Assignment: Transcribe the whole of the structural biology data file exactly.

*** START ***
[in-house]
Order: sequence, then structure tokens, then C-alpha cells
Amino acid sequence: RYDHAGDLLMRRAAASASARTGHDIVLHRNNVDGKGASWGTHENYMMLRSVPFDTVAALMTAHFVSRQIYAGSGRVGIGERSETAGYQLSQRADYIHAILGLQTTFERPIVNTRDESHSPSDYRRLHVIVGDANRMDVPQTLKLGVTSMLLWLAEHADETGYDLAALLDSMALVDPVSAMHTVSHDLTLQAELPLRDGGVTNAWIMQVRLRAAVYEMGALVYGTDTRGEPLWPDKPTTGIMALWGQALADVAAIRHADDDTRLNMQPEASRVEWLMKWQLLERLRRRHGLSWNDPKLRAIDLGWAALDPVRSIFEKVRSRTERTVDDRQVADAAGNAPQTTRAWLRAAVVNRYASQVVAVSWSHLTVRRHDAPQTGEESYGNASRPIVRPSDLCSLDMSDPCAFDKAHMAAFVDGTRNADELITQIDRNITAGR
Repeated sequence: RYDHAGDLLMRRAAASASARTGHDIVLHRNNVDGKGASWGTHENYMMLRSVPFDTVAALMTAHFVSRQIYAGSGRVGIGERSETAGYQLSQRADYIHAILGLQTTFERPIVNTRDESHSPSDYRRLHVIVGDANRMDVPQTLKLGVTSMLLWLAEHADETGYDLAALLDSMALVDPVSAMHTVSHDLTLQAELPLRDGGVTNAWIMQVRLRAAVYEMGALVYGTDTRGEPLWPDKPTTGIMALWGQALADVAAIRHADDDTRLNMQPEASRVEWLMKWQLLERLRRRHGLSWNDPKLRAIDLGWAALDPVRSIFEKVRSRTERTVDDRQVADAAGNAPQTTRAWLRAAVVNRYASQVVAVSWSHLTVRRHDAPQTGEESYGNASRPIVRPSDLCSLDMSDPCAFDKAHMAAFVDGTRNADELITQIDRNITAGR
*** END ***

[in-house]
Order: sequence, then structure tokens, then C-alpha cells
Amino acid sequence: RYDHAGDLLMRRAAASASARTGHDIVLHRNNVDGKGASWGTHENYMMLRSVPFDTVAALMTAHFVSRQIYAGSGRVGIGERSETAGYQLSQRADYIHAILGLQTTFERPIVNTRDESHSPSDYRRLHVIVGDANRMDVPQTLKLGVTSMLLWLAEHADETGYDLAALLDSMALVDPVSAMHTVSHDLTLQAELPLRDGGVTNAWIMQVRLRAAVYEMGALVYGTDTRGEPLWPDKPTTGIMALWGQALADVAAIRHADDDTRLNMQPEASRVEWLMKWQLLERLRRRHGLSWNDPKLRAIDLGWAALDPVRSIFEKVRSRTERTVDDRQVADAAGNAPQTTRAWLRAAVVNRYASQVVAVSWSHLTVRRHDAPQTGEESYGNASRPIVRPSDLCSLDMSDPCAFDKAHMAAFVDGTRNADELITQIDRNITAGR
Repeated sequence: RYDHAGDLLMRRAAASASARTGHDIVLHRNNVDGKGASWGTHENYMMLRSVPFDTVAALMTAHFVSRQIYAGSGRVGIGERSETAGYQLSQRADYIHAILGLQTTFERPIVNTRDESHSPSDYRRLHVIVGDANRMDVPQTLKLGVTSMLLWLAEHADETGYDLAALLDSMALVDPVSAMHTVSHDLTLQAELPLRDGGVTNAWIMQVRLRAAVYEMGALVYGTDTRGEPLWPDKPTTGIMALWGQALADVAAIRHADDDTRLNMQPEASRVEWLMKWQLLERLRRRHGLSWNDPKLRAIDLGWAALDPVRSIFEKVRSRTERTVDDRQVADAAGNAPQTTRAWLRAAVVNRYASQVVAVSWSHLTVRRHDAPQTGEESYGNASRPIVRPSDLCSLDMSDPCAFDKAHMAAFVDGTRNADELITQIDRNITAGR